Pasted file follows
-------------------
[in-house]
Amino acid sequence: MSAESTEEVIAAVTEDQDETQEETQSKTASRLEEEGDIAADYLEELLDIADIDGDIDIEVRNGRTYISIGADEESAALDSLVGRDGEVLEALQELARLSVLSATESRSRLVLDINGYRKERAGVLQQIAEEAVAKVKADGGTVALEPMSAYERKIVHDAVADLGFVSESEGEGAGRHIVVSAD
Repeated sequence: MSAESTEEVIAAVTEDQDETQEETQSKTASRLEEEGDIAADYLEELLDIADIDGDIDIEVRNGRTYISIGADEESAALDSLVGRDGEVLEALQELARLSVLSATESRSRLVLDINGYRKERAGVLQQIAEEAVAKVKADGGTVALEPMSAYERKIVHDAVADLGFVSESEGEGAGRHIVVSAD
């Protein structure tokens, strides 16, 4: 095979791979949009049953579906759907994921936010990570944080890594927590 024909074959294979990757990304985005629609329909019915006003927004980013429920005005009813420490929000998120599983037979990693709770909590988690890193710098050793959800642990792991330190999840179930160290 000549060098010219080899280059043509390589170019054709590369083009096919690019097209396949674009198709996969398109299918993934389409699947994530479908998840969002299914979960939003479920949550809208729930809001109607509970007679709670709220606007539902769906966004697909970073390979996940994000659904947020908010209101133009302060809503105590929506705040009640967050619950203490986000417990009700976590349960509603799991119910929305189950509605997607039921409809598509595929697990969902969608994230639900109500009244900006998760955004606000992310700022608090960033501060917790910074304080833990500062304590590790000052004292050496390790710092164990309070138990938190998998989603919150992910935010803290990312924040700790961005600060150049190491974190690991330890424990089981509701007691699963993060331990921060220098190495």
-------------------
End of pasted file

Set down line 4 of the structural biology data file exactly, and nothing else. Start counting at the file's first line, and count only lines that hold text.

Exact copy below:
């Protein structure tokens, strides 16, 4: 095979791979949009049953579906759907994921936010990570944080890594927590 024909074959294979990757990304985005629609329909019915006003927004980013429920005005009813420490929000998120599983037979990693709770909590988690890193710098050793959800642990792991330190999840179930160290 000549060098010219080899280059043509390589170019054709590369083009096919690019097209396949674009198709996969398109299918993934389409699947994530479908998840969002299914979960939003479920949550809208729930809001109607509970007679709670709220606007539902769906966004697909970073390979996940994000659904947020908010209101133009302060809503105590929506705040009640967050619950203490986000417990009700976590349960509603799991119910929305189950509605997607039921409809598509595929697990969902969608994230639900109500009244900006998760955004606000992310700022608090960033501060917790910074304080833990500062304590590790000052004292050496390790710092164990309070138990938190998998989603919150992910935010803290990312924040700790961005600060150049190491974190690991330890424990089981509701007691699963993060331990921060220098190495």